Infiltration during Infusion Therapy
User Experience Network [Health Devices Jan 1998;27(1):39]
While using an infusion pump to deliver a saline bolus to an infant, our
staff noticed swelling and discoloration of the infant's forearm caused by infiltration.
The infusion was stopped, and the pump was removed from service for inspection. The pump
did not alarm during the infiltration, but we could not detect any problems with the
device. The supplier informed us that the device was not intended to detect or prevent
Infiltration—also called extravasation—is the extravascular
accumulation of a solution being infused. One consequence of infiltration is that it can
lead to necrosis; however, the primary consequence is that the patient is denied necessary
fluids or medications. Because vital intravenous (IV) medications are frequently delivered
to a patient by means of infusion therapy, infiltration can have serious effects on a
A number of infiltration incidents have been reported to ECRI implicating
all types of infusion pumps. However, infusion pumps typically play only an ancillary role
in such incidents, and the belief that the pumps themselves produce infiltration is
inaccurate. Rather, the usual causes of infiltration are dislodgment or improper insertion
of either a catheter or—in the case of a subcutaneous injection port—a needle.
Thus, to avoid problems, staff members should monitor IV sites of patients who are
receiving infusions through pumps at least hourly to ensure that catheter or needle
dislodgment and subsequent infiltration do not occur.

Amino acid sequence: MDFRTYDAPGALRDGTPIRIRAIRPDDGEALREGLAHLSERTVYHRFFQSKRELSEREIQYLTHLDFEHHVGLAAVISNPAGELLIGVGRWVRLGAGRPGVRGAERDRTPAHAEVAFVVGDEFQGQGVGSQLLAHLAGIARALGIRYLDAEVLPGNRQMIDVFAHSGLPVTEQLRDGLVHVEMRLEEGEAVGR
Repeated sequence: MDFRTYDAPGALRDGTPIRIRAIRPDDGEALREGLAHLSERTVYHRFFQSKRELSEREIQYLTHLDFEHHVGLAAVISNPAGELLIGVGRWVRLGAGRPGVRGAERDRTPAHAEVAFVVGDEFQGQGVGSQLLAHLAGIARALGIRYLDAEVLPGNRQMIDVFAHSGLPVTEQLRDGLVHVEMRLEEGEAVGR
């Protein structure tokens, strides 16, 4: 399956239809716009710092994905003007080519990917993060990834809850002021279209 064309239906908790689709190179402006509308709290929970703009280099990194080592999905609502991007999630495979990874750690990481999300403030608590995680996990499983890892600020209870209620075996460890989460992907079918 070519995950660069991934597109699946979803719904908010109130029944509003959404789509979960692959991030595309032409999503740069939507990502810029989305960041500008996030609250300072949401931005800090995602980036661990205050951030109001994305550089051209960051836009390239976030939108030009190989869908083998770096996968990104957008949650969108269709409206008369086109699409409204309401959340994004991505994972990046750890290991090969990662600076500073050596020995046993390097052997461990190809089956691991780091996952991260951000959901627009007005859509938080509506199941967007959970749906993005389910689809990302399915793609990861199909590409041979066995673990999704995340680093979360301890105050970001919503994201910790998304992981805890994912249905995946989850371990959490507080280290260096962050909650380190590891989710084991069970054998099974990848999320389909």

Another common misconception is that occlusion alarms on infusion pumps
will signal infiltration. In fact, pumps will alarm only when downstream pressure reaches
a specified value, and elevated pressures resulting from infiltration are typically far
lower than occlusion alarm triggering levels. ECRI is not aware of any currently marketed
infusion pump that can reliably detect infiltration. We addressed the various approaches
to infusion pump pressure detection in Health Devices
- During routine hospital training, instruct staff
members that infusion pumps do not detect infiltration and that patients
receiving infusions through these devices should therefore be supervised
closely and IV sites should be assessed hourly.
- Inform all clinical engineering personnel that
infusion pumps submitted for maintenance following infiltration incidents
can be returned to service after routine inspection and documentation.
- Instruct clinical engineering personnel to monitor the trends of repair
requests that indicate infiltration. If this problem is persistent,
additional staff training on avoiding infiltration may be needed.
- Infusion Pumps [16-495]
- Infusion Pumps, Ambulatory [16-491]
- Infusion Pumps, General Purpose [13-215]
Cause of Device-Related
Device factor: Failure of accessory
User error: Inappropriate
reliance on an automated feature
Mechanism of Injury or
Extravasation; Infiltration; Underdose